• Plagiarism

    The Writing Program follows the Council of Writing Program Administrators policy "Defining and Avoiding Plagiarism," which states, "In an instructional setting, plagiarism occurs when a writer deliberately uses someone else's language, ideas, or other original (not common-knowledge) material without acknowledging its source."  DU's Honor Code also maintains that all members of the University must responsibly use the work of others. Students who have plagiarized a project will receive an F on that project, and the instructor will inform the Director of Writing and the Office of Community and Citizenship Standards, which may take further action. Any documented acts of plagiarism after the first may be subject to more severe actions. 

  • Religious Accommodations Policy

    As part of its commitment to diversity and Inclusive Excellence, the University provides reasonable accommodations for students’ sincerely held religious beliefs or practices unless the University determines that such an accommodation would fundamentally alter the curriculum or academic program. Students are expected to examine the course syllabus for potential conflicts with religious beliefs or practices, and submit the Religious Accommodation Request webform to seek accommodation. Students who have conflicts with the overall class or experience schedule, such as the time and date the class is offered, are encouraged to find an alternative section for the class. For full details, including request process, visit the Religious and Spiritual Life web page.

  • Inclusive Learning Environments

    In this class, we will work together to develop a learning community that is inclusive and respectful. Our diversity may be reflected by differences in race, culture, age, religion, sexual orientation, socioeconomic background, and myriad other social identities and life experiences. The goal of inclusiveness, in a diverse community, encourages and appreciates expressions of different ideas, opinions, and beliefs, so that conversations and interactions that could potentially be divisive turn instead into opportunities for intellectual and personal enrichment. 

    A dedication to inclusiveness requires respecting what others say, their right to say it, and the thoughtful consideration of others’ communication. Both speaking up and listening are valuable tools for furthering thoughtful, enlightening dialogue. Respecting one another’s individual differences is critical in transforming a collection of diverse individuals into an inclusive, collaborative and excellent learning community. Our core commitment shapes our core expectation for behavior inside and outside of the classroom.

  • Mental Health and Wellness

    As part of the University’s Culture of Care & Support, DU provides campus resources to create access for you to maintain your safety, health, and well-being. We understand that as a student you may experience a range of issues that can cause barriers to learning, such as strained relationships, increased anxiety, alcohol/drug concerns, depression, difficulty concentrating and/or lack of motivation. If you or someone you know are suffering from any challenges, you should reach out for support. You can seek confidential mental health services available on campus in the Health & Counseling Center (HCC) and My Student Support System (My SSP).  Another helpful campus office is Student Outreach & Support (SOS), where staff work with you to connect to all the appropriate campus resources (there are many!), develop a plan of action, and guide you in navigating challenging situations. If you are concerned about yourself and/or one of your peers you can send a SOS referral.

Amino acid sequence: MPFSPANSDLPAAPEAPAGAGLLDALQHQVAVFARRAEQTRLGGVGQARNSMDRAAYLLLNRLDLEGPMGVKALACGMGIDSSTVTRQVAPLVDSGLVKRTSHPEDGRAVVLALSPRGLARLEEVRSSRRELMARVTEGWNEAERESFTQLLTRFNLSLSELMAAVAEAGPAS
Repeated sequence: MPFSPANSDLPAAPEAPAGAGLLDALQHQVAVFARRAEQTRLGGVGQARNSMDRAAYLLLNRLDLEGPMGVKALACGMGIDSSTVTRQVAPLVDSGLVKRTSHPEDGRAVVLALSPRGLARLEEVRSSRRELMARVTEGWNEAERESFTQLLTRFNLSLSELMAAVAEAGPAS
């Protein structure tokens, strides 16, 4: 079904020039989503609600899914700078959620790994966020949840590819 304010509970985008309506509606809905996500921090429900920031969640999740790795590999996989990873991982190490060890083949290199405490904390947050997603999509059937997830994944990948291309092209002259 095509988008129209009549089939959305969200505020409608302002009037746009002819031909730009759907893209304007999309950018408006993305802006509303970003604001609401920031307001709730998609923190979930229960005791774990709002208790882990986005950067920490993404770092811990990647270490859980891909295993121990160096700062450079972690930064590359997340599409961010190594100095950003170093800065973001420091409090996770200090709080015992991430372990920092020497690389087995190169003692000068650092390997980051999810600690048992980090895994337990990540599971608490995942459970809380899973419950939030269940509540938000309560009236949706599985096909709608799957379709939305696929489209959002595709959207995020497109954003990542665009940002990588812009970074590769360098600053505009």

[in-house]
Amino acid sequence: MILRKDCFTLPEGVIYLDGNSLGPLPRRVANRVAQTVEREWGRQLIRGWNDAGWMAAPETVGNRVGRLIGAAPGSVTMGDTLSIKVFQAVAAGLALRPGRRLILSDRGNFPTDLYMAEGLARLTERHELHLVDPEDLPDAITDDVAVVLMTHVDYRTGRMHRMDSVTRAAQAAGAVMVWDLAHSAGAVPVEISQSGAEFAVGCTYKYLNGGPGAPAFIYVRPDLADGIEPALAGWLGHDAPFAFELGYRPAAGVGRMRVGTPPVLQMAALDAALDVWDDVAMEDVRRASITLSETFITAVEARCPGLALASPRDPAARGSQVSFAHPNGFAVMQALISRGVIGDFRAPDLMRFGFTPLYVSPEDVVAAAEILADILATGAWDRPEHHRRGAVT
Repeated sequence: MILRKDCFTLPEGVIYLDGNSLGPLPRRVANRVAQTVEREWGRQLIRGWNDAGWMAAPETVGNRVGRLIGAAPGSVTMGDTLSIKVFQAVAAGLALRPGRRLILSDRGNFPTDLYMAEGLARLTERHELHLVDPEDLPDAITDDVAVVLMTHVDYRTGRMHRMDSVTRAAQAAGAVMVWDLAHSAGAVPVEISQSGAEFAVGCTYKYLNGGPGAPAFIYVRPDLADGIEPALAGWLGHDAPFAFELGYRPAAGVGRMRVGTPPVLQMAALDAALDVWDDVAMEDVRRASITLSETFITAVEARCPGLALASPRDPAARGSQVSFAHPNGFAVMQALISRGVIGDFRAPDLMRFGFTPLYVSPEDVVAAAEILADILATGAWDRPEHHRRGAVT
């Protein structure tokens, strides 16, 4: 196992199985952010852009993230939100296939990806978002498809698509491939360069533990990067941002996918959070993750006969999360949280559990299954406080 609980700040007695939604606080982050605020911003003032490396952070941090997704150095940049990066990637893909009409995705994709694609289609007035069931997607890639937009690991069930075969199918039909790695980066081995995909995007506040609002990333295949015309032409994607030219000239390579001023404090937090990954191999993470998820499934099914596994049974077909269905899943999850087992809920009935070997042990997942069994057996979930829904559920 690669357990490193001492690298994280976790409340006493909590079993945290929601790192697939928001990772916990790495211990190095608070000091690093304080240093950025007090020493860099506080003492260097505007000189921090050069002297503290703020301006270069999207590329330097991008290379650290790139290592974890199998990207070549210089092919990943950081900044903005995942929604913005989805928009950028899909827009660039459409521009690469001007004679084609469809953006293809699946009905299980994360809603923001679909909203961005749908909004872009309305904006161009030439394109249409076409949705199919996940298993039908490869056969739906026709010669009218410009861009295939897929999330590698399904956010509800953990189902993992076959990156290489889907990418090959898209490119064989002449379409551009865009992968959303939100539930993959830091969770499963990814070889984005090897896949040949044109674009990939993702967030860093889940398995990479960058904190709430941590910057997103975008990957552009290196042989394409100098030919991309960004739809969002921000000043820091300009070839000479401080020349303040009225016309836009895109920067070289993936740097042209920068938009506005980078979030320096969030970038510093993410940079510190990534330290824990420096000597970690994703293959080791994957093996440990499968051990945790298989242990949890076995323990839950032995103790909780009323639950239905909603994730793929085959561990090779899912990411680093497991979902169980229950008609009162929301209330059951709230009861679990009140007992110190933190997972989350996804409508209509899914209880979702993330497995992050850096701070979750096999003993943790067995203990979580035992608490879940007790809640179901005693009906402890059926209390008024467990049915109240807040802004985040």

More information about HCC, MY SSP, and SOS can be found at: 

  • Gender Violence

    Gender violence can happen to anyone regardless of race, class, age, appearance, gender identity, or sexual orientation. The University of Denver is committed to providing an environment free of discrimination on the basis of sex (gender), including sexual misconduct, sexual assault, relationship violence, and stalking. The Center for Advocacy, Prevention and Empowerment (CAPE) provides programs and resources to help promote healthy relationships, teach non-violence and equality, and foster a respectful and safe environment for all members of the University of Denver community. All services are confidential and free of charge. 

    For assistance during business hours, call 303-871-3853 and ask to speak to the Director of CAPE. After hours, please call the Emergency & Crisis Dispatch Line at 303-871-3000 and ask to speak to the CAPE advocate on call. 

  • Restriction of Audio or Visual Recording, Reproduction, and Distribution of Content in Online Courses

    At the University of Denver, we protect the intellectual property of all our faculty, and safeguard the privacy of all our students in online learning environments. To this end, students may not record, reproduce, screenshot, photograph, or distribute any video, audio, or visual content from their online courses. This restriction includes but is not limited to: 

    • Pre-recorded and live lectures 
    • Live discussions 
    • Discussion boards 
    • Simulations 
    • Posted course materials 
    • Faculty feedback forms 
    • Visual materials that accompany lectures/discussions, such as slides 
    • Virtual whiteboard notes/equations, etc.

Student Rights & Responsibilities

As we engage in online learning as an academic community, it is imperative to be respectful of all. Keep in mind that if any student is identifiable in an online class recording, this may constitute a violation of the educational record protections provided under FERPA. 

Students with disabilities who need to record classroom lectures or discussions must contact the Disability Services Program to register, request, and be approved for an accommodation. All students are advised that students may tape classroom activities for this purpose. Such recordings are to be used solely for individual or group study with other students enrolled in the class that quarter/semester. They may not be reproduced, shared in any way (including electronically or posting in any web environment) with those not in the class in that quarter. 

Students who violate this policy will be reported to The Office of Student Rights & Responsibilities and may be subject to both legal sanctions for violations of copyright law and disciplinary action under Student Rights & Responsibilities Policies.